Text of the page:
The FoxValley Technical College Firebird salt flats racer had reached 193 mph on its first run in the “2012 World of Speed” event at Bonneville and was ready to go faster on its second run. Then, the rear axle started making noise. It turned out to be a “spun” pinion bearing in the race car’s Ford 9-in. rear axle.
By necessity, the fix was carried out on the salt which meant the team needed to be quick, efficient and thorough. We began by removing the rear wheels and setting the axle on jack stands. Then the brakes were removed. The axle was rotated to line up the hole in the flange with one of the retaining bolts. The four bolts were then removed so the axle could be pulled partly out. The axles only need to come out about four inches to allow the center section to be removed, but you have to be careful not to damage the wheel seals in the housing.
The team inspected the wheel bearing race and found it be intact and the axle seals looked solid- no missing rubber and no leaks, so new seals weren’t needed. New bearings were not required either. Two team members cracked the gasket while pulling upward on the third member. Plastic tubs caught any fluid that leaked out. A screwdriver between the third member and housing allowed the fluid to drain for about five minutes.
The third member was removed and placed on a clean surface. The fluid was mopped from the bottom of the crankcase and a check for metal particles was made. The third member was set on blocks and checked for backlash
A large adjustable wrench made it possible to hold the pinion flange and remove the pinion nut, as well as the bolts holding the pinion, pinion bearings and retainer to the main casing. The smaller pinion bearing was replaced. The retaining ring was pried out. The retaining ring can usually be reused. The casing around the small pinion bearing was inspected to make sure it wasn’t cracked.
The Fox Valley Tech racing team installed the ring gear and differential assembly and the bearing caps, temporarily leaving the bolts loose. The side adjusters were screwed into the side of the main case and bearing caps. A dial indicator was set up. The adjuster opposite the ring gear teeth was turned until the ring gear was tight against the pinion gear. Then, the opposite adjuster was turned until it got tight. Each adjuster was loosened and tightened until all were tight and had .008 in. backlash. Then, the bearing cap bolts were snugged tight.
The Fox Valley Tech racing team installed the ring gear and differential assembly and the bearing caps, temporarily leaving the bolts loose. They screwed the side adjusters into the side of the main case and bearing caps. A dial indicator was set up. The adjuster opposite the ring gear teeth was turned until the ring gear was tight against the pinion gear. Then, the opposite adjuster was turned until it got tight. Each adjuster was loosened and tightened until all were tight and had .008 in. backlash. The bearing cap bolts were snugged tight.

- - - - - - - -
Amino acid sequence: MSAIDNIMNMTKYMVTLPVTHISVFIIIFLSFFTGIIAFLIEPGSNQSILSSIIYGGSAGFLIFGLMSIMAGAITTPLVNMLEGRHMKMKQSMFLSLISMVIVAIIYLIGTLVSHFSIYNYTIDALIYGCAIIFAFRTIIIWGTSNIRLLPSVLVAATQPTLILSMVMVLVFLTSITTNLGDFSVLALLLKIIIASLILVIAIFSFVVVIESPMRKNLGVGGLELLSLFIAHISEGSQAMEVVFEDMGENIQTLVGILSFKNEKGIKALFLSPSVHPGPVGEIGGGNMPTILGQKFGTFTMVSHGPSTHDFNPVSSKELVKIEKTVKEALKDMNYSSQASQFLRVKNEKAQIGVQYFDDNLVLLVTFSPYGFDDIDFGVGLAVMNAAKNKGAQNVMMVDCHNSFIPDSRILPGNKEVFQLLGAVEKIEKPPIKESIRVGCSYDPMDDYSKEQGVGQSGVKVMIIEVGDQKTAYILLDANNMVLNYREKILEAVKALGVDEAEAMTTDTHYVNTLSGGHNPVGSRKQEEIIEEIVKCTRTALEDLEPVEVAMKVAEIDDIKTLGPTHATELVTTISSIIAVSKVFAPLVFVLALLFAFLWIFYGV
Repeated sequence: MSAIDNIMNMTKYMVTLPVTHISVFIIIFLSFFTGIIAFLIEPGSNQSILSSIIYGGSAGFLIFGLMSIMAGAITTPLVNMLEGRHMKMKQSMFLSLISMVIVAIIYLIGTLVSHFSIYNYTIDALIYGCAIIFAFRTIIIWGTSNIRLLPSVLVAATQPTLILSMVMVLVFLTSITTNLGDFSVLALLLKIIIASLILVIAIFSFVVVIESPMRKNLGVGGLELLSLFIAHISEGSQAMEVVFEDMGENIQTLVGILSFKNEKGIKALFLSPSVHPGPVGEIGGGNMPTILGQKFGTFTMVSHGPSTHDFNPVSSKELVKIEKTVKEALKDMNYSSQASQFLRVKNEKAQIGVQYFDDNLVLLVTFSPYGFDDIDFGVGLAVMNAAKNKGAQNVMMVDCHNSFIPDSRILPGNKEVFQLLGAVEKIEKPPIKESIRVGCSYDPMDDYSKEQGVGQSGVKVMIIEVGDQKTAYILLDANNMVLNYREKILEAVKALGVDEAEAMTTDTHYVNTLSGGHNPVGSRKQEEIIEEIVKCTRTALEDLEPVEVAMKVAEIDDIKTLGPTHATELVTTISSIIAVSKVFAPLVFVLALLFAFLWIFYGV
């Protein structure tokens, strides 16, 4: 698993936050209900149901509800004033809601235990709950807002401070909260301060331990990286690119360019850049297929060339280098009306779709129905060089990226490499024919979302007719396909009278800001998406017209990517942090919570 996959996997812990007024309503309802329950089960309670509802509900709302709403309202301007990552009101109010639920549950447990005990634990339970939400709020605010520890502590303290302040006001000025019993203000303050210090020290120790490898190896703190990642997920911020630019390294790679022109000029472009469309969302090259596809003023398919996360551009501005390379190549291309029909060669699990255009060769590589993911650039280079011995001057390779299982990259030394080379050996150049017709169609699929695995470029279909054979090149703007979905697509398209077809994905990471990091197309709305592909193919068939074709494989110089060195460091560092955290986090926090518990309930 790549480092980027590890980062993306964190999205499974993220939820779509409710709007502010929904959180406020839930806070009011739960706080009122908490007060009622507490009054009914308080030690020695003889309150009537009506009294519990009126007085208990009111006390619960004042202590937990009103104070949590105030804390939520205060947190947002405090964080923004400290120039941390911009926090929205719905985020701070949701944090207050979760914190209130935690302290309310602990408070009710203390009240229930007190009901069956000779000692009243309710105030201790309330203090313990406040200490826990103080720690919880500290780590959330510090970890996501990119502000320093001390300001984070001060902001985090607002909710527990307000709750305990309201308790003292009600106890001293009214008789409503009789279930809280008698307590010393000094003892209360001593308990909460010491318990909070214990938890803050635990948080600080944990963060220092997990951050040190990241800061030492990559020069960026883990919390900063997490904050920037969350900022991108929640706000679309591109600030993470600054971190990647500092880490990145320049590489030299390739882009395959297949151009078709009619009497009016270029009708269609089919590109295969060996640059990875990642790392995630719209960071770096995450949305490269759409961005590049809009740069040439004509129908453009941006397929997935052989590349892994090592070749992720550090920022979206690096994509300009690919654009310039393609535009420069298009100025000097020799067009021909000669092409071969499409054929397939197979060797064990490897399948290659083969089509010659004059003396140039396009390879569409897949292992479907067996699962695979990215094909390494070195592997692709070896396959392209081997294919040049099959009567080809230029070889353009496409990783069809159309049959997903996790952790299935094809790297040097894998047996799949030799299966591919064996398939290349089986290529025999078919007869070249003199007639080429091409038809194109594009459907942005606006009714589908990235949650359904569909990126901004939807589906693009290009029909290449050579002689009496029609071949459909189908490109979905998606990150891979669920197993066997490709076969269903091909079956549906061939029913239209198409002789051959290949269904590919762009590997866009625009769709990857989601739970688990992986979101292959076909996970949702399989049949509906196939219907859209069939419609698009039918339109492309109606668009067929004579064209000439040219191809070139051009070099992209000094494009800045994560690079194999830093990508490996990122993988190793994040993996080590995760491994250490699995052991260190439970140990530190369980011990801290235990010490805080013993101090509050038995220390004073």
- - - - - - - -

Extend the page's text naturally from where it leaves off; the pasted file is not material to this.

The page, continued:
Team members painted the ring gear teeth with gear marking compound. They put force on the ring gear in each direction and spun the pinion and flange 10-20 times, five or six teeth meshed with the pinion gear teeth. By releasing the pressure and rotating the ring gear, the pattern of previously meshed teeth could be seen and checked. The ring gear was then forced in the opposite direction and the pattern was rechecked. We were looking for meshing in the center of the teeth, rather than running off at the sides. We were careful to check different spots on the ring gear to ensure similar patterns over the entire ring gear, which means the ring gear is seated properly and runout on the ring gear is acceptable
If we had seen a pattern that wasn’t correct in all directions, a different shim would have been installed after removing the pinion. The idea is to add or subtract only .002 inches of shim on the first check. Thicker shims can be added on a second try, depending on how much the pattern changes.
When everything looked good, we called upon two team members—Jim and Bob Buchman—to re-install the side adjusters and redid the adjustment to set backlash at .008 inches again. This can take a long time to get right and doing so requires talent, patience, which Jim and Bob had—and sometimes luck.
The entire team finished the job up by applying Loktite to the main bearing cap bolts and tightening them to 75-85 Ft-lbs. The next step was to install the side adjuster retainers, again using Loktite on the small bolts before tightening them up. A check showed that the ring and pinion meshed smoothly all around the ring gear, so we started re-assrembling the axle.
We put the third member back in the housing and applied gasketmaker between the housing and third member. The brass washers were inspected, looked good and were put back on. We torqued the third member nuts to 30-40 lbs.-ft. using a criss-cross pattern. Then the axles were pushed all the way in and we torqued the four nuts to 50-75 lbs.-ft. After re-installing the brakes, we fired up the Firebird for a test drive. If the axle got hot again we would have still had problems, but it didn’t. We were ready for our third run down the salt.
As luck would have it, on the third run the axle worked perfectly, but the tranny bit the dust and, of course, took the engine with it. We had to be happy with our 193 mph first run, which was the best the car has done in three trips to Bonneville. Nevertheless, the 200 mph goal has not been reached and the Fox Vallety Tech “Beat the Heat” Firebird will be heading west again in Sept. 6-9, 2014 when the Utah Salt Flats Racing Assoc. (www.saltflats.com) holds its next “World of Speed” event.